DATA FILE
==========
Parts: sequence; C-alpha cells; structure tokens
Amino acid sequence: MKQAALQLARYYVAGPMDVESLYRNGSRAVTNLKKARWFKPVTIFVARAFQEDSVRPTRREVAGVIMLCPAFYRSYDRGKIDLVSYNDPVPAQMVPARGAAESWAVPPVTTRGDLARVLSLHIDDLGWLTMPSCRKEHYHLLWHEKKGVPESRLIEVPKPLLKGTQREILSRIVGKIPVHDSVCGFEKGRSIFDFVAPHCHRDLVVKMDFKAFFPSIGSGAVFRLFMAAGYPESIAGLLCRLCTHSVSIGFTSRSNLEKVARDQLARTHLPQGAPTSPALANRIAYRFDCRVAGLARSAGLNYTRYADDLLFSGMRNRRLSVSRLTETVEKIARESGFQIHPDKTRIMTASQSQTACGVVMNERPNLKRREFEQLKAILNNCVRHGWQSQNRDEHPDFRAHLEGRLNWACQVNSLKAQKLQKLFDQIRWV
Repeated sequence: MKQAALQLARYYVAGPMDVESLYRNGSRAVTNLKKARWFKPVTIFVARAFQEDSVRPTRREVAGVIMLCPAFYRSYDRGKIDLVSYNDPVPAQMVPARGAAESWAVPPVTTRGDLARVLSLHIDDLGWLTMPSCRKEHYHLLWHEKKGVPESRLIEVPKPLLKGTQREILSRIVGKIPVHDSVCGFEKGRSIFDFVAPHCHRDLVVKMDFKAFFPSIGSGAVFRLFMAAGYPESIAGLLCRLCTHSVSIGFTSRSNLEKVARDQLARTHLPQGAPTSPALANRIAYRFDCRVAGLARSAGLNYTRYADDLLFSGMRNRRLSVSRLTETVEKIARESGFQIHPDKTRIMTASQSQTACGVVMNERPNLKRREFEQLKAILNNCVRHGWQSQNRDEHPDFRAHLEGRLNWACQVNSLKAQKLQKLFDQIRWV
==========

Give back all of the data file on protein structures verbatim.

Parts: sequence; C-alpha cells; structure tokens
Amino acid sequence: MKQAALQLARYYVAGPMDVESLYRNGSRAVTNLKKARWFKPVTIFVARAFQEDSVRPTRREVAGVIMLCPAFYRSYDRGKIDLVSYNDPVPAQMVPARGAAESWAVPPVTTRGDLARVLSLHIDDLGWLTMPSCRKEHYHLLWHEKKGVPESRLIEVPKPLLKGTQREILSRIVGKIPVHDSVCGFEKGRSIFDFVAPHCHRDLVVKMDFKAFFPSIGSGAVFRLFMAAGYPESIAGLLCRLCTHSVSIGFTSRSNLEKVARDQLARTHLPQGAPTSPALANRIAYRFDCRVAGLARSAGLNYTRYADDLLFSGMRNRRLSVSRLTETVEKIARESGFQIHPDKTRIMTASQSQTACGVVMNERPNLKRREFEQLKAILNNCVRHGWQSQNRDEHPDFRAHLEGRLNWACQVNSLKAQKLQKLFDQIRWV
Repeated sequence: MKQAALQLARYYVAGPMDVESLYRNGSRAVTNLKKARWFKPVTIFVARAFQEDSVRPTRREVAGVIMLCPAFYRSYDRGKIDLVSYNDPVPAQMVPARGAAESWAVPPVTTRGDLARVLSLHIDDLGWLTMPSCRKEHYHLLWHEKKGVPESRLIEVPKPLLKGTQREILSRIVGKIPVHDSVCGFEKGRSIFDFVAPHCHRDLVVKMDFKAFFPSIGSGAVFRLFMAAGYPESIAGLLCRLCTHSVSIGFTSRSNLEKVARDQLARTHLPQGAPTSPALANRIAYRFDCRVAGLARSAGLNYTRYADDLLFSGMRNRRLSVSRLTETVEKIARESGFQIHPDKTRIMTASQSQTACGVVMNERPNLKRREFEQLKAILNNCVRHGWQSQNRDEHPDFRAHLEGRLNWACQVNSLKAQKLQKLFDQIRWV